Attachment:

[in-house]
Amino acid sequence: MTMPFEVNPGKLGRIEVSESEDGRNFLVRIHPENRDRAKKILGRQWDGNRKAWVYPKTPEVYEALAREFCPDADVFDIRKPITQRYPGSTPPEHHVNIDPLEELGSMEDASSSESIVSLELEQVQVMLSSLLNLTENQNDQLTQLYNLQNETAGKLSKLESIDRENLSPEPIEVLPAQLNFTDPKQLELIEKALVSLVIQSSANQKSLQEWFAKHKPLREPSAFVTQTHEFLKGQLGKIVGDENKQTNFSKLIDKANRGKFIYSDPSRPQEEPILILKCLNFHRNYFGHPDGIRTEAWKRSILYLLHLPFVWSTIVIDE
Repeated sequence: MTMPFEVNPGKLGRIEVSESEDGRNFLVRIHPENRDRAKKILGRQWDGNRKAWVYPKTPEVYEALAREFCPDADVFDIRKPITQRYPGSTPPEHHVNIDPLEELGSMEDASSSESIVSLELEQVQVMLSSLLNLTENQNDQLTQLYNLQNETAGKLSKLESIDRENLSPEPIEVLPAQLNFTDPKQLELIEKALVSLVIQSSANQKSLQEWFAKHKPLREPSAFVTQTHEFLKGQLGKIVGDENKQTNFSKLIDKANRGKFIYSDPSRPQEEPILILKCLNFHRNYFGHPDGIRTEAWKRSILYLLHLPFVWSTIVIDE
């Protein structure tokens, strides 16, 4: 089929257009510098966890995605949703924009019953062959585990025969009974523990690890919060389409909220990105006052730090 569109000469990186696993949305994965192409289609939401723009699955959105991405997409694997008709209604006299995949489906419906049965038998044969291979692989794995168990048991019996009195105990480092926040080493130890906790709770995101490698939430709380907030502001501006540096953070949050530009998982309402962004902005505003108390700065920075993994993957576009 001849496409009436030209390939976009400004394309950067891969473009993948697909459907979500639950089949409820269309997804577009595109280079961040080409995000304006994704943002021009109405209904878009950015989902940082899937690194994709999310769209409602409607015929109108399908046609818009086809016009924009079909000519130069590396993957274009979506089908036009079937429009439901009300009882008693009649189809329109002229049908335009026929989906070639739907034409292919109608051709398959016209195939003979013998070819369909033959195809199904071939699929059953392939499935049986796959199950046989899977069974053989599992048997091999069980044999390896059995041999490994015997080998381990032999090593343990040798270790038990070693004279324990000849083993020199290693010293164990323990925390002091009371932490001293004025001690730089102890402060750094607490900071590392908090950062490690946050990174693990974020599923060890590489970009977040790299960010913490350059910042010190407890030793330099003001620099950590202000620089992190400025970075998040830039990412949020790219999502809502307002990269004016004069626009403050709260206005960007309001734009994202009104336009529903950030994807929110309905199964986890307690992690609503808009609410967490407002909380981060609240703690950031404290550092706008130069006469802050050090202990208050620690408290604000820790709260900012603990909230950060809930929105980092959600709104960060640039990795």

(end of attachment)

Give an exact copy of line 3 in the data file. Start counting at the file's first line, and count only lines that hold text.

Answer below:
Repeated sequence: MTMPFEVNPGKLGRIEVSESEDGRNFLVRIHPENRDRAKKILGRQWDGNRKAWVYPKTPEVYEALAREFCPDADVFDIRKPITQRYPGSTPPEHHVNIDPLEELGSMEDASSSESIVSLELEQVQVMLSSLLNLTENQNDQLTQLYNLQNETAGKLSKLESIDRENLSPEPIEVLPAQLNFTDPKQLELIEKALVSLVIQSSANQKSLQEWFAKHKPLREPSAFVTQTHEFLKGQLGKIVGDENKQTNFSKLIDKANRGKFIYSDPSRPQEEPILILKCLNFHRNYFGHPDGIRTEAWKRSILYLLHLPFVWSTIVIDE